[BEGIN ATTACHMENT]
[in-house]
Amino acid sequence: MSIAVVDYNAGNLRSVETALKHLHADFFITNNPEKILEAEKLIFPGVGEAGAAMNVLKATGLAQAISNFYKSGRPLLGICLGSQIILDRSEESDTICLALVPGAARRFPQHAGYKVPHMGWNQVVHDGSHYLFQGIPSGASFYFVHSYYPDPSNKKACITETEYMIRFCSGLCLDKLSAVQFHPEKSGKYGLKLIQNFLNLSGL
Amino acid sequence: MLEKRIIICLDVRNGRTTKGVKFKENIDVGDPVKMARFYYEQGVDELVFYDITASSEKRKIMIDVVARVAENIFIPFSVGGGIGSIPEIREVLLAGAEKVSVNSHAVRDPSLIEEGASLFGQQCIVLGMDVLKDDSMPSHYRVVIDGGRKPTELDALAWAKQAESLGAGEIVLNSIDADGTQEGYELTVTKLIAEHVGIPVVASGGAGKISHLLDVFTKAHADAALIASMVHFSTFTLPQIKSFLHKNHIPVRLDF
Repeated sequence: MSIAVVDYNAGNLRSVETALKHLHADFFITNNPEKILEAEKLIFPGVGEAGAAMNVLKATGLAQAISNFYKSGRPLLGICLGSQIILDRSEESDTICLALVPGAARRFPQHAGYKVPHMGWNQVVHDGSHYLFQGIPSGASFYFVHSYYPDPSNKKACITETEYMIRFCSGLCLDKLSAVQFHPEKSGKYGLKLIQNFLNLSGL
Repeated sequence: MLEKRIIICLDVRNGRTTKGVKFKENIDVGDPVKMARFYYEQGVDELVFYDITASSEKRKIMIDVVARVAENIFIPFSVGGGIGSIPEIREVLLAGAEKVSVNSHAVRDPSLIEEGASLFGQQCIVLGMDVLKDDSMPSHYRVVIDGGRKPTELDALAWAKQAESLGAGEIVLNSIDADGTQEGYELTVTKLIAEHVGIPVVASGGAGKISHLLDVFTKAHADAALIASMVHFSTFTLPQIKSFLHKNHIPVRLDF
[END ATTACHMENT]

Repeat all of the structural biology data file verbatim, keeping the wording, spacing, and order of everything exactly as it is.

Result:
[in-house]
Amino acid sequence: MSIAVVDYNAGNLRSVETALKHLHADFFITNNPEKILEAEKLIFPGVGEAGAAMNVLKATGLAQAISNFYKSGRPLLGICLGSQIILDRSEESDTICLALVPGAARRFPQHAGYKVPHMGWNQVVHDGSHYLFQGIPSGASFYFVHSYYPDPSNKKACITETEYMIRFCSGLCLDKLSAVQFHPEKSGKYGLKLIQNFLNLSGL
Amino acid sequence: MLEKRIIICLDVRNGRTTKGVKFKENIDVGDPVKMARFYYEQGVDELVFYDITASSEKRKIMIDVVARVAENIFIPFSVGGGIGSIPEIREVLLAGAEKVSVNSHAVRDPSLIEEGASLFGQQCIVLGMDVLKDDSMPSHYRVVIDGGRKPTELDALAWAKQAESLGAGEIVLNSIDADGTQEGYELTVTKLIAEHVGIPVVASGGAGKISHLLDVFTKAHADAALIASMVHFSTFTLPQIKSFLHKNHIPVRLDF
Repeated sequence: MSIAVVDYNAGNLRSVETALKHLHADFFITNNPEKILEAEKLIFPGVGEAGAAMNVLKATGLAQAISNFYKSGRPLLGICLGSQIILDRSEESDTICLALVPGAARRFPQHAGYKVPHMGWNQVVHDGSHYLFQGIPSGASFYFVHSYYPDPSNKKACITETEYMIRFCSGLCLDKLSAVQFHPEKSGKYGLKLIQNFLNLSGL
Repeated sequence: MLEKRIIICLDVRNGRTTKGVKFKENIDVGDPVKMARFYYEQGVDELVFYDITASSEKRKIMIDVVARVAENIFIPFSVGGGIGSIPEIREVLLAGAEKVSVNSHAVRDPSLIEEGASLFGQQCIVLGMDVLKDDSMPSHYRVVIDGGRKPTELDALAWAKQAESLGAGEIVLNSIDADGTQEGYELTVTKLIAEHVGIPVVASGGAGKISHLLDVFTKAHADAALIASMVHFSTFTLPQIKSFLHKNHIPVRLDF